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Convert VM_OVERFLOW part of Multiply result to unsigned?

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  • Convert VM_OVERFLOW part of Multiply result to unsigned?

    Hi,

    I am trying to play long videos on a uOLED-128-G2. I have encoded frames as images aligned with SD card sectors.

    I have 2 variables that I now want to use to perform a 32 bit multiplication, but can't fathom the behaviour of VM_OVERFLOW.

    I have figured out with print statements, that the sign of the operands will determine whether or not the resulting number in VM_OVERFLOW is 2's complement, but not how.

    What is the behaviour of VM_OVERFLOW when holding the result of a multiplication, and what is the correct way to convert this into unsigned representation?

    Sj

  • #2
    You mean a video with more than 65k frames?

    Why not just split it into two videos then? (and let the PmmC do the calcs)

    The overflow is just that, the overflow 'word'

    So 1234*5678 = 7006652 = 0x6ae9bc, so OVF() ( or the equivalent peekW(VM_OVERFLOW) ) would contain 0x6A and the result would contain 0xe9bc

    Mark

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    • #3
      Hi Mark,

      That's right. I have already encoded the video and have it playing, it's just the media offset calculations that are the problem.



      I see 1234 * 5678 works as expected: 0000 0000 0110 1010 1110 1001 1011 1100, or, 0x06A 0xE9BC, or, 106 -5700

      Lets say however I did: 1234*-5678 (i.e. 0x04D2 * 0xE9D2 == 0x04671644)...

      If that operation simply held the overflow, we'd expect the bit pattern to be:

      0000 0100 0110 0111 0001 0110 0100 0100

      But it isn't. When I display OVF() I get -107:

      0xFF95 : 1111 1111 1001 0101

      (the variable is as expected: 0001 0110 0100 0100, or, 0x1644, or 5700)

      The code I'm using is:

      var r,c;
      pokeW(VM_OVERFLOW,0);
      r := 1234 * -5678;
      c := OVF();
      print(c, " ", r);


      Again, if I do 0x8000 * 0x8000 I get 16384 0, exactly as you say, but when I do 0x04D2 * 0x8000 I get -617 0 (should be 0x2690000)


      So it seems that VM_OVERFLOW is storing overflows in 2's complement, when an operand is negative. That makes sense.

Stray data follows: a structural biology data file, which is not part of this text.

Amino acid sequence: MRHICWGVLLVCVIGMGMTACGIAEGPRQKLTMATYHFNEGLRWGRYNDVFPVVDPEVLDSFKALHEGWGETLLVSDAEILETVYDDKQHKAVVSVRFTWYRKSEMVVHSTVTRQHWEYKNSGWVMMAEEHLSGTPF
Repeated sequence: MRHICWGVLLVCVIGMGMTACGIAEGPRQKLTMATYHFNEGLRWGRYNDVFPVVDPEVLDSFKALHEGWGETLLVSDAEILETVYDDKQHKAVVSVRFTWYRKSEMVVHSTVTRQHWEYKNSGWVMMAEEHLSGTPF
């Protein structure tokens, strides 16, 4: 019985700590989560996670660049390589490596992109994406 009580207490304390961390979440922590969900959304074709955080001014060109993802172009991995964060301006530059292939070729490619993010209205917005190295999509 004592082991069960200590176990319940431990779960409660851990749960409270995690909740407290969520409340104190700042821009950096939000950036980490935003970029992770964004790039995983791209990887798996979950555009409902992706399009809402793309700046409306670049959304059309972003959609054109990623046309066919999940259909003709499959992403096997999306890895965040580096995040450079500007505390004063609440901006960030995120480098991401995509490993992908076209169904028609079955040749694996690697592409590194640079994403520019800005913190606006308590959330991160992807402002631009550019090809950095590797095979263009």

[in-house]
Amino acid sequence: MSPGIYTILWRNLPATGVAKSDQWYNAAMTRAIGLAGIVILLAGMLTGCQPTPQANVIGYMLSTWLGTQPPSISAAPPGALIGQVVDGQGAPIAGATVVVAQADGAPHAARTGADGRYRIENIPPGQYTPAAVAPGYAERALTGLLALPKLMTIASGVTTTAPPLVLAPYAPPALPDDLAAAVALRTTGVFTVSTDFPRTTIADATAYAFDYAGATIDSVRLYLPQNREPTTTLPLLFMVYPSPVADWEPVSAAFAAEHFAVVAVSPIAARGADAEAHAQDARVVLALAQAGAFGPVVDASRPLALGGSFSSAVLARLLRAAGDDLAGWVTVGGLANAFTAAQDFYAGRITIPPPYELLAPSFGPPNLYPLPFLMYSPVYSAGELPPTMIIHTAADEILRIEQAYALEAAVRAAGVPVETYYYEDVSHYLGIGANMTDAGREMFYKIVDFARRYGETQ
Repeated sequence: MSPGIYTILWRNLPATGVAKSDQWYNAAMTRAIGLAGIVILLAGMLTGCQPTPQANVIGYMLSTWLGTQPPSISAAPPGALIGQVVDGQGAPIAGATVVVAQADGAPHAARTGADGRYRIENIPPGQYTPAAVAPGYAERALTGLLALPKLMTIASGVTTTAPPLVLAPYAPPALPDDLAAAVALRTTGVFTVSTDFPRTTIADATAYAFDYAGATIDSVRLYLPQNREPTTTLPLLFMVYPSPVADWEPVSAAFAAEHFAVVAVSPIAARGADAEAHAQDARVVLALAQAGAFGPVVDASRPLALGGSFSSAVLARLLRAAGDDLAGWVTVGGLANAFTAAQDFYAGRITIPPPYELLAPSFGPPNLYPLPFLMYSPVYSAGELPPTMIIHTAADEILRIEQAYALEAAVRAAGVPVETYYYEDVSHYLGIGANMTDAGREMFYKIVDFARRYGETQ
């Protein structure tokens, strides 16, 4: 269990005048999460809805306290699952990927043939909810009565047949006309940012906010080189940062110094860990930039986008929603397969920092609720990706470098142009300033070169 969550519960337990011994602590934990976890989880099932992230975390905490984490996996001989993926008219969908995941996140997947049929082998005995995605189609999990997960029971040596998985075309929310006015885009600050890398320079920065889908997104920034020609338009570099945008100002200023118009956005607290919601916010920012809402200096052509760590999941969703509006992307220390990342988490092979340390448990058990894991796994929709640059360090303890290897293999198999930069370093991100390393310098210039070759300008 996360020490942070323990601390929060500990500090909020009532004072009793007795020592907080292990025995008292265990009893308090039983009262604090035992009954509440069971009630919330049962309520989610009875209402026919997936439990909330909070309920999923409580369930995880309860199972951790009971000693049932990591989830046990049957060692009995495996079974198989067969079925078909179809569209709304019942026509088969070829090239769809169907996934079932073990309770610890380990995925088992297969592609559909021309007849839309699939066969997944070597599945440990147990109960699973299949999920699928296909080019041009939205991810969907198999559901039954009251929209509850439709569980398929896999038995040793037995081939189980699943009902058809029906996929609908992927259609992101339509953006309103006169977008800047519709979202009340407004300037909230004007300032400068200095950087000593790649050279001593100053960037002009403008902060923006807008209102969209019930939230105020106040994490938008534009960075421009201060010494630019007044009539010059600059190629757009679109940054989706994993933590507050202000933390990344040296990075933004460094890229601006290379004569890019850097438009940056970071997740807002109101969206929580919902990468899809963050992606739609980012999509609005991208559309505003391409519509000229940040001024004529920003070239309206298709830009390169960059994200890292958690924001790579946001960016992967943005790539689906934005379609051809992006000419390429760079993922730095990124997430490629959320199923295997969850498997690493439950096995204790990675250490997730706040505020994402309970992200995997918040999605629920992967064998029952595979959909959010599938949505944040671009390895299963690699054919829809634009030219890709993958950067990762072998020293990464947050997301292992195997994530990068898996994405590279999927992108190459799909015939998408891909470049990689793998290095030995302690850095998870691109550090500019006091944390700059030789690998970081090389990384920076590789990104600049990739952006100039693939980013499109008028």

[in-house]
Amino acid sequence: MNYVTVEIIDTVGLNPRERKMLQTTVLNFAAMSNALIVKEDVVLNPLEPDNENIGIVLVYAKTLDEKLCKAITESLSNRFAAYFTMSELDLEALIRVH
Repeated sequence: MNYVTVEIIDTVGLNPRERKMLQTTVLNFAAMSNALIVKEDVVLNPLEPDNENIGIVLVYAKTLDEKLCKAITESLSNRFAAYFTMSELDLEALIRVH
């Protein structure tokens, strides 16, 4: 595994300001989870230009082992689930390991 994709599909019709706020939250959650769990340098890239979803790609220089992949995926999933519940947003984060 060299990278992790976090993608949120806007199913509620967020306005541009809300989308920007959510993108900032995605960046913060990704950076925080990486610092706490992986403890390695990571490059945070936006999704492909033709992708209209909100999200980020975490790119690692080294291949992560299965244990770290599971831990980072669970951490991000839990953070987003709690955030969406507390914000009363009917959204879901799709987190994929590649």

However, then I come to calculations (actual example where my program fails) like this:

      Working:
      0x8590 * 0x2E ((-31344) * (46)) == 17FFE0
      VM_OVERFLOW: 23 (0x17) (or, -23 before converting to +ve)
      variable: -32 (0xFFE0)

      Fails:
      0x8591 * 2E ((-31343) * (46)) == 18000E
      VM_OVERFLOW: 22 (0x16) (or, -22 before converting to +ve)
      variable: 14 (0xE)


      How has the GOLDELOX computed the overflow of the second operation as 22 when it should be 24?
      Last edited by sebjf; 7th August 2017, 05:26 AM.

      Comment


      • #4
        (Have a look at the image below, produced by a set of calls like this:

        a := 0x3590;
        r := a * b;
        c := OVF();
        print(a,"*",b,"=",c, " ", r, "\n");

        It seems I can keep multiplying assuming the above, until about 0x8590 at which point the overflow starts decreasing...)
        Attached Files

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        • #5
          Just consider the result two halves of a 32 bit signed integer and it should all make sense.

          Maybe also do it in excel, you will see the same answers.

          Mark

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          • #6
            Got it, (seems obvious now...) I modified my code to subtract the equivalent unsigned offset due to the expansion bits and its working now.

            Thank you Mark.

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